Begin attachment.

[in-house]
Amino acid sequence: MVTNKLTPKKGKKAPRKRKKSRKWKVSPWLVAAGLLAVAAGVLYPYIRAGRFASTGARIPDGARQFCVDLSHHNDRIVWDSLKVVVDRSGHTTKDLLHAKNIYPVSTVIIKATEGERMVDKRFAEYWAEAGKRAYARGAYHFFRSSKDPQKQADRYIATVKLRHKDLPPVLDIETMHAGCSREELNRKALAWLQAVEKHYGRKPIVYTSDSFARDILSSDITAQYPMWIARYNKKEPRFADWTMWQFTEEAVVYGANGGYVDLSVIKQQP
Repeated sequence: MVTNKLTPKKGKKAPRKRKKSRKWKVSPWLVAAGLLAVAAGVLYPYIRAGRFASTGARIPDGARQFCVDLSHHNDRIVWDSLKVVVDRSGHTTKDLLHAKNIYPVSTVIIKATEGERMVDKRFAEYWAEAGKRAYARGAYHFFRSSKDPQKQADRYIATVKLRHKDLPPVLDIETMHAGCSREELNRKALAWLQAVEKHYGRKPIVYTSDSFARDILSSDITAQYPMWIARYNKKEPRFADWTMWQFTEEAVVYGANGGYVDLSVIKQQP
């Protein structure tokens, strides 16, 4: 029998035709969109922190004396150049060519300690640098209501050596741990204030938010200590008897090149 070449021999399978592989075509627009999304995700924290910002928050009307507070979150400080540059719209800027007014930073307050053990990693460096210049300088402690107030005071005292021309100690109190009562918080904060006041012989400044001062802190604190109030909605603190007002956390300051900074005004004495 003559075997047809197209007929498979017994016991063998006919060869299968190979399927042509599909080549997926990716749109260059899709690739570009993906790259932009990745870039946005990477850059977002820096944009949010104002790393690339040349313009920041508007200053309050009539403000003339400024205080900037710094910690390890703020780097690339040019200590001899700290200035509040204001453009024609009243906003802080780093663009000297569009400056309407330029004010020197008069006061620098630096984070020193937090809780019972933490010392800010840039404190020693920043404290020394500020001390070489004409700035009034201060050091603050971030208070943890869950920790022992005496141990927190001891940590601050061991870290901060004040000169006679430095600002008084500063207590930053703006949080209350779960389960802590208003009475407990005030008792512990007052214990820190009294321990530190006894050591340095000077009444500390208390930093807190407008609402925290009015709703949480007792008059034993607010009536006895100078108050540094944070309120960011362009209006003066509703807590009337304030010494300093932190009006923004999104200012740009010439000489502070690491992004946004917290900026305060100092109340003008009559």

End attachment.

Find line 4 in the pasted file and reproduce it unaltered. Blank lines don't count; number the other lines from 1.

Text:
């Protein structure tokens, strides 16, 4: 029998035709969109922190004396150049060519300690640098209501050596741990204030938010200590008897090149 070449021999399978592989075509627009999304995700924290910002928050009307507070979150400080540059719209800027007014930073307050053990990693460096210049300088402690107030005071005292021309100690109190009562918080904060006041012989400044001062802190604190109030909605603190007002956390300051900074005004004495 003559075997047809197209007929498979017994016991063998006919060869299968190979399927042509599909080549997926990716749109260059899709690739570009993906790259932009990745870039946005990477850059977002820096944009949010104002790393690339040349313009920041508007200053309050009539403000003339400024205080900037710094910690390890703020780097690339040019200590001899700290200035509040204001453009024609009243906003802080780093663009000297569009400056309407330029004010020197008069006061620098630096984070020193937090809780019972933490010392800010840039404190020693920043404290020394500020001390070489004409700035009034201060050091603050971030208070943890869950920790022992005496141990927190001891940590601050061991870290901060004040000169006679430095600002008084500063207590930053703006949080209350779960389960802590208003009475407990005030008792512990007052214990820190009294321990530190006894050591340095000077009444500390208390930093807190407008609402925290009015709703949480007792008059034993607010009536006895100078108050540094944070309120960011362009209006003066509703807590009337304030010494300093932190009006923004999104200012740009010439000489502070690491992004946004917290900026305060100092109340003008009559």